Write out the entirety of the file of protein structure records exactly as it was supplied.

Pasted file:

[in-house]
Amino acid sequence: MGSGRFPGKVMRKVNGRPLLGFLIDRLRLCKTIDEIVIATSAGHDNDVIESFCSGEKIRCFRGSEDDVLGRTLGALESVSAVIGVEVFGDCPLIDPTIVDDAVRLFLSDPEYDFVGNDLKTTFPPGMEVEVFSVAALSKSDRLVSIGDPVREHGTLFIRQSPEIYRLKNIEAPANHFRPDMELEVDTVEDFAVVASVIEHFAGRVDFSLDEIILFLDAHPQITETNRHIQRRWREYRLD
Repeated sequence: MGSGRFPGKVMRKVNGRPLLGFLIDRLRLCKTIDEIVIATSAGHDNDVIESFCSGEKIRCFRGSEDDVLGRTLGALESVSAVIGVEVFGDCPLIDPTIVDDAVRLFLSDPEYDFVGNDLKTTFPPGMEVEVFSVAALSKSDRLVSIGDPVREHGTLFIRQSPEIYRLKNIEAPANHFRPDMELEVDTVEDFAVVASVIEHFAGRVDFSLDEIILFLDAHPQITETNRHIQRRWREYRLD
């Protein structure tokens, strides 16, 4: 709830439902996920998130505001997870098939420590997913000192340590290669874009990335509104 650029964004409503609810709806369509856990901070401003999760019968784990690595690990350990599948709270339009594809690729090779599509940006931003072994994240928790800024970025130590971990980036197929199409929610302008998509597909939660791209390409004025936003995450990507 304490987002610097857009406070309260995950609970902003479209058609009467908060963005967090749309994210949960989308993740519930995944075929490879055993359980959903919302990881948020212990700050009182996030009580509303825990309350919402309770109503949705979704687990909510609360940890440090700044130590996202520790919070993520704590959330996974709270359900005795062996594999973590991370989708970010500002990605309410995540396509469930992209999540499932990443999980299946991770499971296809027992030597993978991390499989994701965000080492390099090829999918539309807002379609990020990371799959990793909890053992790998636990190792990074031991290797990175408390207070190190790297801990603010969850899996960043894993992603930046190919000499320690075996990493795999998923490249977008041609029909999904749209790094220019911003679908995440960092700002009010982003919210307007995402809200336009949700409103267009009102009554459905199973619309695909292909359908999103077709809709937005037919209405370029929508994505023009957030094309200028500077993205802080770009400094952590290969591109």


[in-house]
Amino acid sequence: MGSGRFPGKVMRKVNGRPLLGFLIDRLRLCKTIDEIVIATSAGHDNDVIESFCSGEKIRCFRGSEDDVLGRTLGALESVSAVIGVEVFGDCPLIDPTIVDDAVRLFLSDPEYDFVGNDLKTTFPPGMEVEVFSVAALSKSDRLVSIGDPVREHGTLFIRQSPEIYRLKNIEAPANHFRPDMELEVDTVEDFAVVASVIEHFAGRVDFSLDEIILFLDAHPQITETNRHIQRRWREYRLD
Repeated sequence: MGSGRFPGKVMRKVNGRPLLGFLIDRLRLCKTIDEIVIATSAGHDNDVIESFCSGEKIRCFRGSEDDVLGRTLGALESVSAVIGVEVFGDCPLIDPTIVDDAVRLFLSDPEYDFVGNDLKTTFPPGMEVEVFSVAALSKSDRLVSIGDPVREHGTLFIRQSPEIYRLKNIEAPANHFRPDMELEVDTVEDFAVVASVIEHFAGRVDFSLDEIILFLDAHPQITETNRHIQRRWREYRLD
């Protein structure tokens, strides 16, 4: 709830439902996920998130505001997870098939420590997913000192340590290669874009990335509104 650029964004409503609810709806369509856990901070401003999760019968784990690595690990350990599948709270339009594809690729090779599509940006931003072994994240928790800024970025130590971990980036197929199409929610302008998509597909939660791209390409004025936003995450990507 304490987002610097857009406070309260995950609970902003479209058609009467908060963005967090749309994210949960989308993740519930995944075929490879055993359980959903919302990881948020212990700050009182996030009580509303825990309350919402309770109503949705979704687990909510609360940890440090700044130590996202520790919070993520704590959330996974709270359900005795062996594999973590991370989708970010500002990605309410995540396509469930992209999540499932990443999980299946991770499971296809027992030597993978991390499989994701965000080492390099090829999918539309807002379609990020990371799959990793909890053992790998636990190792990074031991290797990175408390207070190190790297801990603010969850899996960043894993992603930046190919000499320690075996990493795999998923490249977008041609029909999904749209790094220019911003679908995440960092700002009010982003919210307007995402809200336009949700409103267009009102009554459905199973619309695909292909359908999103077709809709937005037919209405370029929508994505023009957030094309200028500077993205802080770009400094952590290969591109």